By Andy Young
One of the most irritating trends ever to infect adolescents was the infuriating habit of, while walking away, haughtily dismissing someone older with a backhanded wave and a single word: “Whatever.” (Historical note: on occasion this phrase consisted of two words, as in, “What ever!”) I recall it being pervasive during the 1990’s, and maybe the first few years of the 21st century, but whenever it was, the sheer impudence of this brazenly contemptuous act made my blood boil.
That particular habit didn’t exist during my childhood, since addressing any adult in such a disrespectful manner back then would have had quick and dire consequences. As a parent myself I was fortunate that this scornful, one-word phrase went out of fashion before my own children reached their teens. But I observed it all too often during my early years of teaching at a local high school, and on those occasions when some young person directed it at me or one of my colleagues my blood pressure would jump to…well, whatever blood pressure reading is off the high end of the charts.
Fortunately there’s no reason for stratospheric blood pressure readings at this time of year, since a new season has begun. I refer, of course, to baseball season. Which is, for those of us who grew up with the game, a reliable blood pressure lowerer. Like many people of my generation, I’ve been fascinated with the national pastime since the first time some adult I looked up to brought it to my attention, even though I was probably shorter than one of Willie Mays’s Louisville Sluggers at the time.
College baseball’s season has been underway for over a month now for teams representing Maine institutions of higher learning including UMaine-Orono, UMaine-Farmington, USM, Husson University, and St. Joseph’s, Colby, Bates, Bowdoin, and Thomas Colleges.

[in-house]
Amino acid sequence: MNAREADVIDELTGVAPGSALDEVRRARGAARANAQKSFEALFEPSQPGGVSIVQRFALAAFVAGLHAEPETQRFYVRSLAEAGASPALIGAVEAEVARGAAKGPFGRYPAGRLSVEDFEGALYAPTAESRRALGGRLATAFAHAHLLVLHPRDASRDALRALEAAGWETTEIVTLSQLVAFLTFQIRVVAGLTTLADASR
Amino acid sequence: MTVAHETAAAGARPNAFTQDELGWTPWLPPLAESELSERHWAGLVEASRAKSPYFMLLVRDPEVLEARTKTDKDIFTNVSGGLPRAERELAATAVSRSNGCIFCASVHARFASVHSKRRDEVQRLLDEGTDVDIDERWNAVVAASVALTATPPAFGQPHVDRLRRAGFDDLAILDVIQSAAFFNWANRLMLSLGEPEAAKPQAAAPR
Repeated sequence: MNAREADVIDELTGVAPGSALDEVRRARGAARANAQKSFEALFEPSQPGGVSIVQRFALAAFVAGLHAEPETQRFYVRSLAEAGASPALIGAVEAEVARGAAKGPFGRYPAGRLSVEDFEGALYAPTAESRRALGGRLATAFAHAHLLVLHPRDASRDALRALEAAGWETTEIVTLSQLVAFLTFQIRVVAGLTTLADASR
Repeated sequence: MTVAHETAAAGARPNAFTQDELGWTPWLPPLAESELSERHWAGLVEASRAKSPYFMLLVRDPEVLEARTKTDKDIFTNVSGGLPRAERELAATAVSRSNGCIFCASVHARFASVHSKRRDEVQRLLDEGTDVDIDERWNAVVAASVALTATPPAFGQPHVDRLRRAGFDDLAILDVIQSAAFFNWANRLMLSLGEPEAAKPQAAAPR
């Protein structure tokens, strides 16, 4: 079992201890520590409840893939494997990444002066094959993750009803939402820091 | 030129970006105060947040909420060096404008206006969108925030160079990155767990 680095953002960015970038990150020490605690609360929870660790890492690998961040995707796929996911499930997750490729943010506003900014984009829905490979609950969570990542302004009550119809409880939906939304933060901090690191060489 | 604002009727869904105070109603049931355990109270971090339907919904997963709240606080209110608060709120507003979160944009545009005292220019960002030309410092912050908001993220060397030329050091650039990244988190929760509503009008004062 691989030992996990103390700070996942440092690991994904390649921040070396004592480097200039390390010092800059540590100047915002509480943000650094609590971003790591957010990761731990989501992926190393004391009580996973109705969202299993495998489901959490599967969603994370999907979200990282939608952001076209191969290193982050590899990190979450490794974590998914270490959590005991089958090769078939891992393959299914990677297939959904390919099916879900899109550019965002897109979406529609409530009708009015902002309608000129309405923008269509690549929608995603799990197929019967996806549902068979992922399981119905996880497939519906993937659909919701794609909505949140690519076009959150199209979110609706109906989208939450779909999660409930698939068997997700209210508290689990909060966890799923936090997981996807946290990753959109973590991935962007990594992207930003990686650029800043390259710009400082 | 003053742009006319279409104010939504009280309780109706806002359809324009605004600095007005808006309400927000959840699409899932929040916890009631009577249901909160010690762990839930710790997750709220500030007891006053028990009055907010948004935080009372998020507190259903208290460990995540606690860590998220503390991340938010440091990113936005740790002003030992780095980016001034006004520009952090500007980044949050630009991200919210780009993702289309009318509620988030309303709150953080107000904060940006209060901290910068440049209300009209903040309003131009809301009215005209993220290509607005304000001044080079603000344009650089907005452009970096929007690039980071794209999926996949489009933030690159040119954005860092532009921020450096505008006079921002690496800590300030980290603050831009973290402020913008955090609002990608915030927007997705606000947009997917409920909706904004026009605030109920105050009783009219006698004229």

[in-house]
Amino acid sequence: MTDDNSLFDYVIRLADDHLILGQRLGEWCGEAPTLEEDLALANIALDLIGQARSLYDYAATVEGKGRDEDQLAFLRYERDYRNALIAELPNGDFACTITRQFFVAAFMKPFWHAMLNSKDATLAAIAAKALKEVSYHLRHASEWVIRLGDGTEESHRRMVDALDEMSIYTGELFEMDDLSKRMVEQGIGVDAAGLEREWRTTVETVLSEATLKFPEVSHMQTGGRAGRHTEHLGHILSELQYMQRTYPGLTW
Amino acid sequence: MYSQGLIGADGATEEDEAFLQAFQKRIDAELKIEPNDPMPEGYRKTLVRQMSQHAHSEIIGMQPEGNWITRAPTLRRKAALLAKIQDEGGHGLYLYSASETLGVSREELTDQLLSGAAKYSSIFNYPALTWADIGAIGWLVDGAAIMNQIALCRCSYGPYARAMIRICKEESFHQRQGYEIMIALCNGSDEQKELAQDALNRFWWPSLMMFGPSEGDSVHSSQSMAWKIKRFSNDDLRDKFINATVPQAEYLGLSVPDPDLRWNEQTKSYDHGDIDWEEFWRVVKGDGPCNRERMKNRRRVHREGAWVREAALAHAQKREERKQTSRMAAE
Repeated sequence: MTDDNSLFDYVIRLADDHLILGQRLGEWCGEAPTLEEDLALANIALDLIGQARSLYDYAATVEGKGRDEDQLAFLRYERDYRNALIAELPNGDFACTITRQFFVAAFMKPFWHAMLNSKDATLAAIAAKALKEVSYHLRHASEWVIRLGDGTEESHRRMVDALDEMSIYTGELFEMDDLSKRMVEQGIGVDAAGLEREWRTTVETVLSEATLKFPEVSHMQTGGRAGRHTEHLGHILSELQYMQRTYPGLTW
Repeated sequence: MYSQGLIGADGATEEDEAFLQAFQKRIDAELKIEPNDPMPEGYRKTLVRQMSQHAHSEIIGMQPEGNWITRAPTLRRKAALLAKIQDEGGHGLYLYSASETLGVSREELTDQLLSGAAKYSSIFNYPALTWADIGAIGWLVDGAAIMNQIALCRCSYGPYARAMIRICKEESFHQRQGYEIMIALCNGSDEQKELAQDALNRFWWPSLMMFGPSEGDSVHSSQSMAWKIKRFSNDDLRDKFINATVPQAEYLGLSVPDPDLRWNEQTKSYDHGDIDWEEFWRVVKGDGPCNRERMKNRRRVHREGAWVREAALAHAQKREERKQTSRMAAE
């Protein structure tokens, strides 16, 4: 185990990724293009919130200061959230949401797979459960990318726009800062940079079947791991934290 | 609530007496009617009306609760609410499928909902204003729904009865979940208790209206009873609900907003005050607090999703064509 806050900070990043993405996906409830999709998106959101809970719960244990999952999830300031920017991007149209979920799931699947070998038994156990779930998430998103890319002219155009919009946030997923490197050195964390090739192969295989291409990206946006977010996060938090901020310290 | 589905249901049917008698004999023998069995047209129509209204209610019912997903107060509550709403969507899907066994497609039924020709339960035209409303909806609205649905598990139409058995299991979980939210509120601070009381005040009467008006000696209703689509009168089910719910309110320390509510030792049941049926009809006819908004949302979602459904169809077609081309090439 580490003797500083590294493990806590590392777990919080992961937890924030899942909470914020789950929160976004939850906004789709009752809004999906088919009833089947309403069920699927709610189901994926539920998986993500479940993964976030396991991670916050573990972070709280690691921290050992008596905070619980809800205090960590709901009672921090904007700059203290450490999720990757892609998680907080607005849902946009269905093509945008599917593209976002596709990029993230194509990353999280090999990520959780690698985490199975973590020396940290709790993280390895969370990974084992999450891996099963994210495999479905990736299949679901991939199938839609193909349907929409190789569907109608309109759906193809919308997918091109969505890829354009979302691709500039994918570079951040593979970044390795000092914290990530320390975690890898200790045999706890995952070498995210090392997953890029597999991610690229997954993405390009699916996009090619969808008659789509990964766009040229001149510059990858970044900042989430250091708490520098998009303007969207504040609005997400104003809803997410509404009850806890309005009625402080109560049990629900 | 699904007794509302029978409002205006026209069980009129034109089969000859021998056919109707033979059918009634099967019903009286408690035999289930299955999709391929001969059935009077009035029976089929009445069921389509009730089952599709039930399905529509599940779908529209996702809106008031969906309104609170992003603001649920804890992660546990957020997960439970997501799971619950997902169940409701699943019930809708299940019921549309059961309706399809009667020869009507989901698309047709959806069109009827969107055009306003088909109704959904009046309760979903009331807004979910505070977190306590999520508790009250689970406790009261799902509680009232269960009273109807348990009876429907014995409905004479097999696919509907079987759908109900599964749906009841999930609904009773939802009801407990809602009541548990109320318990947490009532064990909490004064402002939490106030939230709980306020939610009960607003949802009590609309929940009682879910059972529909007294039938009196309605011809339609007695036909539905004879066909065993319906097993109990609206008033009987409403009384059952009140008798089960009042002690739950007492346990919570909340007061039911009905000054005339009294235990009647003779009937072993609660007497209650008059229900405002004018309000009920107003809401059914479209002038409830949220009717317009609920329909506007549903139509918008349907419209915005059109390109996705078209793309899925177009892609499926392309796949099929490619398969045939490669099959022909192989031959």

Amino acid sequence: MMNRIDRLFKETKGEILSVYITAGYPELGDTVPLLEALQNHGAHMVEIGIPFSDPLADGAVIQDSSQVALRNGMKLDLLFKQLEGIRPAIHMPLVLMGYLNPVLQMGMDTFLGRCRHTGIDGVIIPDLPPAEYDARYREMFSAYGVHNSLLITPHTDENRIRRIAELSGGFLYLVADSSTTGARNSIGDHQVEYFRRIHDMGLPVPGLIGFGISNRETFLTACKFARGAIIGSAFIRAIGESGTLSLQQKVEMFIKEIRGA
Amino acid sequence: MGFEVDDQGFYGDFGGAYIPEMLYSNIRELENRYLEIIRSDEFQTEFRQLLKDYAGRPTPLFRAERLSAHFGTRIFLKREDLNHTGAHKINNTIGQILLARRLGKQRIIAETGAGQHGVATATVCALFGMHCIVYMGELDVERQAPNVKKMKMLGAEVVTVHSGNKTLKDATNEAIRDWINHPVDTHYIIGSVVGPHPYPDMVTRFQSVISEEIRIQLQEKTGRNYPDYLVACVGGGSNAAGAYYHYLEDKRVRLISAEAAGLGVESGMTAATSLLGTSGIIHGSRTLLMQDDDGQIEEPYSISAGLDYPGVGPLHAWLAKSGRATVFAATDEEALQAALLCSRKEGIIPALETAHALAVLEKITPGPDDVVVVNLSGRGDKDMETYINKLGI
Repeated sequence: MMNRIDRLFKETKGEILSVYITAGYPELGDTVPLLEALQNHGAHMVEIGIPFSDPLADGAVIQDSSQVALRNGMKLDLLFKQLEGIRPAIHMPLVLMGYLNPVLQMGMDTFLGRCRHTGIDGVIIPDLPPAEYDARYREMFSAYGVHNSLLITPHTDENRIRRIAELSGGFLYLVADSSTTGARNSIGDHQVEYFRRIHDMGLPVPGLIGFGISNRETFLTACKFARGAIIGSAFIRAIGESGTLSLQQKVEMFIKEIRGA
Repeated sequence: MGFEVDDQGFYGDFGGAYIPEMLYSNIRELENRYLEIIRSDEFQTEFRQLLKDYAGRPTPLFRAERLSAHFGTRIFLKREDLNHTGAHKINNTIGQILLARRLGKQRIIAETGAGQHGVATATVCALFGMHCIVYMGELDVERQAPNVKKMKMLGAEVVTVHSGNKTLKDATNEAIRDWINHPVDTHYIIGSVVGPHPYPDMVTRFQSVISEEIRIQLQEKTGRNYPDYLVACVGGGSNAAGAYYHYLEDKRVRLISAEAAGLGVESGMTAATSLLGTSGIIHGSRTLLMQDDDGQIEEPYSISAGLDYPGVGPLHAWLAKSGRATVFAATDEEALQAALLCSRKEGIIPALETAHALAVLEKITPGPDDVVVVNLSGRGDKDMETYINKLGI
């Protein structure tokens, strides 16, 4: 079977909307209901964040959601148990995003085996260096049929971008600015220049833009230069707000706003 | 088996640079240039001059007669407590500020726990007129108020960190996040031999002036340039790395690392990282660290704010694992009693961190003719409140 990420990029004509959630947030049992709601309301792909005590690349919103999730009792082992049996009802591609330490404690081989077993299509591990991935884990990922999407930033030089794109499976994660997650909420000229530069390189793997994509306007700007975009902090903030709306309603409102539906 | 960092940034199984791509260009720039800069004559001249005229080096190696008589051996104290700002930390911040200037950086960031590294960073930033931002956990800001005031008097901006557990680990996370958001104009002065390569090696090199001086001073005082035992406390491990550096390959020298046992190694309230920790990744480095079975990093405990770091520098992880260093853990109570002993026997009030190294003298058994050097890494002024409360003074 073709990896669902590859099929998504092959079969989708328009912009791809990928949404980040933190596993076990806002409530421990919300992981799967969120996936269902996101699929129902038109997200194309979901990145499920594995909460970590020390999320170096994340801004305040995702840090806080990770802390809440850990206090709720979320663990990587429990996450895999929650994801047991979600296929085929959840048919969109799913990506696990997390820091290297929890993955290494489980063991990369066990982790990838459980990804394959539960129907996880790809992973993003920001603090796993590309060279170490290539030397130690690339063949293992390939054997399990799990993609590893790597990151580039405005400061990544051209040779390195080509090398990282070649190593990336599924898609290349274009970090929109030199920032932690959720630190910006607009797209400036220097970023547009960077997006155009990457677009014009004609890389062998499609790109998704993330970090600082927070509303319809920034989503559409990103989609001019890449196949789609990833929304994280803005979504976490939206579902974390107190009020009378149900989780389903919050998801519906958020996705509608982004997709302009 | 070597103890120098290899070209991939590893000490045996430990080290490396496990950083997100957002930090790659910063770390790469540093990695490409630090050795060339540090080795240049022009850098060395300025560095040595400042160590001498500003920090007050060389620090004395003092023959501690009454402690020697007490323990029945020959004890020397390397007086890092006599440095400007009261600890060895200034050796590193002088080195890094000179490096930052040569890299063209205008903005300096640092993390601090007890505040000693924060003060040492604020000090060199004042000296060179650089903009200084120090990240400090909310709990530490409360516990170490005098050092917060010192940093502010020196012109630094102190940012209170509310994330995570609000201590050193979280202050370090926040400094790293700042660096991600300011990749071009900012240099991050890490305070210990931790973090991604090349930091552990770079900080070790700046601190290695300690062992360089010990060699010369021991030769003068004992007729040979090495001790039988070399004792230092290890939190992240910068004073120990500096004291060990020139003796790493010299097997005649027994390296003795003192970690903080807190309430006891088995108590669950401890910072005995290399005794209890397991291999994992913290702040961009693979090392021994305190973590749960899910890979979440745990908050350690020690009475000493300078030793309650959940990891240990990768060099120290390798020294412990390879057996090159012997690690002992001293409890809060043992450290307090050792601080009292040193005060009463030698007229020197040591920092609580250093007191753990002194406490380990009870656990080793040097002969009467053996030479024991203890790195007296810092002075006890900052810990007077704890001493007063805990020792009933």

Local high school baseball teams are eager to start their seasons as well, and after some indoor practices (and outdoor scrimmages, when weather permits), the games that count will begin this week. This spring’s contests will be particularly intense and meaningful for high school seniors, since for most of them these are the last organized baseball games in which they’ll ever play.
But while some players’ careers are nearing their conclusion, others are just beginning. Youth baseball is gearing up as well, with play slated to start late this month. I’m particularly looking forward to Little League baseball; it’s where my own involvement with the game began more than five decades ago. I still umpire at that level from time to time and enjoy being a small part of something that will, for some lucky young people, be the beginning of their own lifetime love affair with the game.
And for those who enjoy seeing the pros, the Portland Sea Dogs open their home season on Friday, April 8. Youth, high school and collegiate games can all be enjoyable, but the fact is the level of play on display from the aspiring major leaguers at Hadlock Field is light years ahead of even the most skilled collegians.
Unfortunately, there won’t be any Major League Baseball this year. The billionaires who own the 32 MLB baseball teams have, in an effort to maximize their already-excessive profits, locked out their youthful, handsomely paid athletic chattel. And since neither the powerful Major League Baseball Players Association nor the owners appear willing to compromise, there isn’t going to be a 2022 season.
Wait a minute.
I’ve just been informed that the labor impasse has been resolved, and that there’s going to be Major League Baseball this summer after all.